Employers added just 142,000 jobs last month, according to the Labor Department, down from an average of 212,000 in the preceding 12 months. It was the end of a six-month streak of monthly job gains in excess of 200,000. The unemployment rate fell to 6.1 percent from 6.2 percent, but only because some of those out of work gave up looking. The government doesn’t count people as unemployed unless they are actively searching.

Still, most economists expect hiring will continue at a healthy pace this year. Surveys of both manufacturing and services firms show that companies in both sectors added workers in September.


September 24, 2014

Deer are pests for airports, threats to pilots

Filed under: money, news — Tags: , , , — Professor @ 11:03 am

WASHINGTON (AP) — Aviation and wildlife experts say soaring deer populations are nuisances for airports and threats to pilots, especially at this time of year.

Whether driven by hunger or just crazy for love, deer will do seemingly anything to get onto airport grounds and runways, including leaping over tall fences or squeezing under them. But put a deer and a plane together on a runway and both can have a very bad day.

A recent government report says that from 1990 to 2013, there were 1,088 collisions between planes and deer, elk, moose and caribou. Most of the planes suffered damage, and some were destroyed. One person was killed and 29 others injured. About a third of the collisions took place during the October-November mating season.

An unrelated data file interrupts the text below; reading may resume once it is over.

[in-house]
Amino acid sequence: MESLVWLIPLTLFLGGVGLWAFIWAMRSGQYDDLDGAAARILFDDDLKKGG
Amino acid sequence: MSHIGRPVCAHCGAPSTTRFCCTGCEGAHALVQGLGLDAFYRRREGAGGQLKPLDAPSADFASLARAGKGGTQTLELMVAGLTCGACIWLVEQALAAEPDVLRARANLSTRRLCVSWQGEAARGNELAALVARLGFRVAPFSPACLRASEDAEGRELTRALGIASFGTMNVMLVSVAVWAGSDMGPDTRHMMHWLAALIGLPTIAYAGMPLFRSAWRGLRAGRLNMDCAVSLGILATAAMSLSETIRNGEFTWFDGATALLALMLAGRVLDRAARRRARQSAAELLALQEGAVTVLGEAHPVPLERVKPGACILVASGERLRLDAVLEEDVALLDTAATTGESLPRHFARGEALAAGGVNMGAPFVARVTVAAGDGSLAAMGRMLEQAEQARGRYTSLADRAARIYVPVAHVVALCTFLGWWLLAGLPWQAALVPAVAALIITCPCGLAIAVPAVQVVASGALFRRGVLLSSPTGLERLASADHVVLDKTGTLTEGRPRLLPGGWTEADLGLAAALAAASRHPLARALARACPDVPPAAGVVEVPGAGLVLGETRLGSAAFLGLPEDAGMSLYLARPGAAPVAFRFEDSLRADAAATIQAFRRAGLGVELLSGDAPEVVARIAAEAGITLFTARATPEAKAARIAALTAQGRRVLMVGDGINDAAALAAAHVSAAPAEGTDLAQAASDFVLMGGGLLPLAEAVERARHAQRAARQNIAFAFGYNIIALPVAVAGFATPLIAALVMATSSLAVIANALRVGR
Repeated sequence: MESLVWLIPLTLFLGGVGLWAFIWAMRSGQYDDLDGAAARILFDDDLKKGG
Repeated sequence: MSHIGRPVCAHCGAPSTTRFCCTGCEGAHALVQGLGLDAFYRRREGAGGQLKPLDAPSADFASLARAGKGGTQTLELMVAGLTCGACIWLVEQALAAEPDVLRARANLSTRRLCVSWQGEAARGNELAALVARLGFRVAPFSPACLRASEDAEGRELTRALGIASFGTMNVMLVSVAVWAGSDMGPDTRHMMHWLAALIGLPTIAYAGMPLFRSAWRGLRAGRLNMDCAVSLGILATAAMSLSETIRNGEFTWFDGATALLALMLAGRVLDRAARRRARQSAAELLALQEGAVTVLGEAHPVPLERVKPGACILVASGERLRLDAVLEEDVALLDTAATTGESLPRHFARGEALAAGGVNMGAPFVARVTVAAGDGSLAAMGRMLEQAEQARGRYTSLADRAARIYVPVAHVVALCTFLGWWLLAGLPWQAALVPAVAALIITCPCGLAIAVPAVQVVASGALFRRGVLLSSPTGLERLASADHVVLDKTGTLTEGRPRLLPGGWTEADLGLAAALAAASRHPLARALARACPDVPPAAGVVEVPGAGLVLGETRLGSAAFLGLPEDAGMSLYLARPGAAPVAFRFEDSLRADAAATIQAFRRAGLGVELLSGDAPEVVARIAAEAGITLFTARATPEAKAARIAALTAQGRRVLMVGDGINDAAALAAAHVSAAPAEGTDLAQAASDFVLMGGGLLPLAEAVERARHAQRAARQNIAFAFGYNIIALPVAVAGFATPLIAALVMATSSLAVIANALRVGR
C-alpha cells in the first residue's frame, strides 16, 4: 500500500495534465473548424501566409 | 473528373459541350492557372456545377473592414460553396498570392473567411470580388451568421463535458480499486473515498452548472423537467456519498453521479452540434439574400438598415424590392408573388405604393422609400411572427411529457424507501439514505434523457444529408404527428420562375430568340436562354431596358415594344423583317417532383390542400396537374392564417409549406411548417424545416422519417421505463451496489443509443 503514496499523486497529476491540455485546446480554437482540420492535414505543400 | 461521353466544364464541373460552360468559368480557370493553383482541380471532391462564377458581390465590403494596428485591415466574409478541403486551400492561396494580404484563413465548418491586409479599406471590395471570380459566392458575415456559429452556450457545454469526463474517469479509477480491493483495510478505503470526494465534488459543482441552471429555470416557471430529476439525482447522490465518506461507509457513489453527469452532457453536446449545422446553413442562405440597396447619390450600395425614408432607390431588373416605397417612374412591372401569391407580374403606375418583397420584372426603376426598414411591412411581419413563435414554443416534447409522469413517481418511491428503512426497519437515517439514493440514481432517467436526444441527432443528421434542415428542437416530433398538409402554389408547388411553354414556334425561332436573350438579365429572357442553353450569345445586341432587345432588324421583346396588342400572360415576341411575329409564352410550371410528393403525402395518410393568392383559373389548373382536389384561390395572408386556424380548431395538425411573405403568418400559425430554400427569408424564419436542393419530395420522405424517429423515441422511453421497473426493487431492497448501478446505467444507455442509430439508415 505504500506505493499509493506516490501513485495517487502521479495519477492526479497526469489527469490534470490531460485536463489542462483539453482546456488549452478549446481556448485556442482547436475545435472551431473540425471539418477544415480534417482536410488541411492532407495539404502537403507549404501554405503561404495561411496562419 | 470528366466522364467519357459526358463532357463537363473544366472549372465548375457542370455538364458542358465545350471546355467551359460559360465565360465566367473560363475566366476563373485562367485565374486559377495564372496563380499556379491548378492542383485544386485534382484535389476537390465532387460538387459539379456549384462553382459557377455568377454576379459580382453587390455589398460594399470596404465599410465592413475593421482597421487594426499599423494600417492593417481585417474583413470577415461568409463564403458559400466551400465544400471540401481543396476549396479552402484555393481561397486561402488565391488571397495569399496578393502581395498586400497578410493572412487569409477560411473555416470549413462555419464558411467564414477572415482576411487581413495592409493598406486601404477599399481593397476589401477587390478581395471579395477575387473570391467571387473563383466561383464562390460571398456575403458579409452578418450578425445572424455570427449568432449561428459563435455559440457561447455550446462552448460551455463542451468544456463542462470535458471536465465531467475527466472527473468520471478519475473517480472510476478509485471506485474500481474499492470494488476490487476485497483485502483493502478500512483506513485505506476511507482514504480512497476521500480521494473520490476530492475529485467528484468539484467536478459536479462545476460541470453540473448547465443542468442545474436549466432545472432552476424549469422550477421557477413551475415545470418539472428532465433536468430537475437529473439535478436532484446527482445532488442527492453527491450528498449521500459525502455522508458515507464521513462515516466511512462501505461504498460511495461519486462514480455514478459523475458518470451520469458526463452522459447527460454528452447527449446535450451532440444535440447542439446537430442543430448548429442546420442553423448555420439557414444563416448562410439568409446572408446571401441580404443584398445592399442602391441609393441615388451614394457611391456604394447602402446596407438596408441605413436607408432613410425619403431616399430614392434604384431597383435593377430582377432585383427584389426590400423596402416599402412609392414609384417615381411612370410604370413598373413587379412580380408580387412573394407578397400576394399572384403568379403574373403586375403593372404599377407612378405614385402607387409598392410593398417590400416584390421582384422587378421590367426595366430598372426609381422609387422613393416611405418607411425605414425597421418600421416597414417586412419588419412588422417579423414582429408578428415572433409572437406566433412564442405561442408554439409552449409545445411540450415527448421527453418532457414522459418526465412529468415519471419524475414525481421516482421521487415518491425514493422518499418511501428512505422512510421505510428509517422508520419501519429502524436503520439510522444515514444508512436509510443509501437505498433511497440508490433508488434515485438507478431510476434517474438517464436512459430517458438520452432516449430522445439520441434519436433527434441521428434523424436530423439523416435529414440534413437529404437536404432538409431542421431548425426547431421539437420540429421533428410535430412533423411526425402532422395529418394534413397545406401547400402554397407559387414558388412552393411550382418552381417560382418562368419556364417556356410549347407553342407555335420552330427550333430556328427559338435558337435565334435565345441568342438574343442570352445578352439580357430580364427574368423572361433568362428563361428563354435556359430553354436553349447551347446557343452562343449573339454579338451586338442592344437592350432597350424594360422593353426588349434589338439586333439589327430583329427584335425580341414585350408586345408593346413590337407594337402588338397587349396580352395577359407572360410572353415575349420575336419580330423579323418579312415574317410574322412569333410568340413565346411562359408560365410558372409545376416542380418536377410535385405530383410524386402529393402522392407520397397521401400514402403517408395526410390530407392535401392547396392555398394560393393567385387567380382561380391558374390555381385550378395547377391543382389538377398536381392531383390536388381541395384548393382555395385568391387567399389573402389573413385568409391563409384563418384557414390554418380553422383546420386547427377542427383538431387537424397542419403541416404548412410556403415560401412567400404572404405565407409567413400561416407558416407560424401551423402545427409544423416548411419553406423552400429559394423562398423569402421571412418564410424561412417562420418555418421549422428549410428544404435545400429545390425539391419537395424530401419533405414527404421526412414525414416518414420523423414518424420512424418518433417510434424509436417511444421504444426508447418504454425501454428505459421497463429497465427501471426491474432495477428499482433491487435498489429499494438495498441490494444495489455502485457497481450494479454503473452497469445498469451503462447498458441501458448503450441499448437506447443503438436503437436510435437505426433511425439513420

September 8, 2014


Filed under: management, news — Tags: , , , — Professor @ 5:59 am


September 1, 2014

For sale: Century-old cards of Ty Cobb, Cy Young

Filed under: marketing, news — Tags: , , , — Professor @ 5:59 pm

BIDDEFORD, Maine (AP) — A baseball fan took up smoking a century ago and with it acquired another habit: holding onto little cards that bore the faces of baseball’s earliest greats.

Now, the trove of more than 1,400 tobacco cards featuring a slew of Hall of Famers like Cy Young and Ty Cobb — the legacy of a teenage smoker whose family hung onto a collection that dates to 1909 — is going up for auction.

The cards will be sold by a Maine auction house that is becoming known for selling rare memorabilia, Saco River Auction Co. in Biddeford.

Troy Thibodeau, the company’s manager and auctioneer, said the collection of cards dating from 1909 to 1911 — an era when the Yankees were the Highlanders, the Dodgers were the Superbas and the Braves were the Doves — belongs to the grandchildren of a Brooklyn, New York-born man who began smoking when he was 19.

“Every time he got a card, he threw it in a box,” Thibodeau said.

The collection has been dubbed the “Portland trove” because some of the collector’s descendants ended up in Maine’s largest city. The family doesn’t want to be identified, Thibodeau said.

Due to be auctioned individually and in small lots starting in January, the collection includes about 10 cards depicting Young and a dozen depicting Cobb, along with other Hall of Famers like Chief Bender, Christy Mathewson and Walter Johnson.

Smaller than modern baseball cards, these cards known as “T206″ cards to collectors feature color lithographs on the front and a tobacco advertisement on the back.

“They’re not like your normal baseball card where there’s a stock piece of photography that’s printed on millions and millions of cards. These are truly pieces of art. They’re colorful, they’re bright, they’re folky, they’re Americana,” Thibodeau said.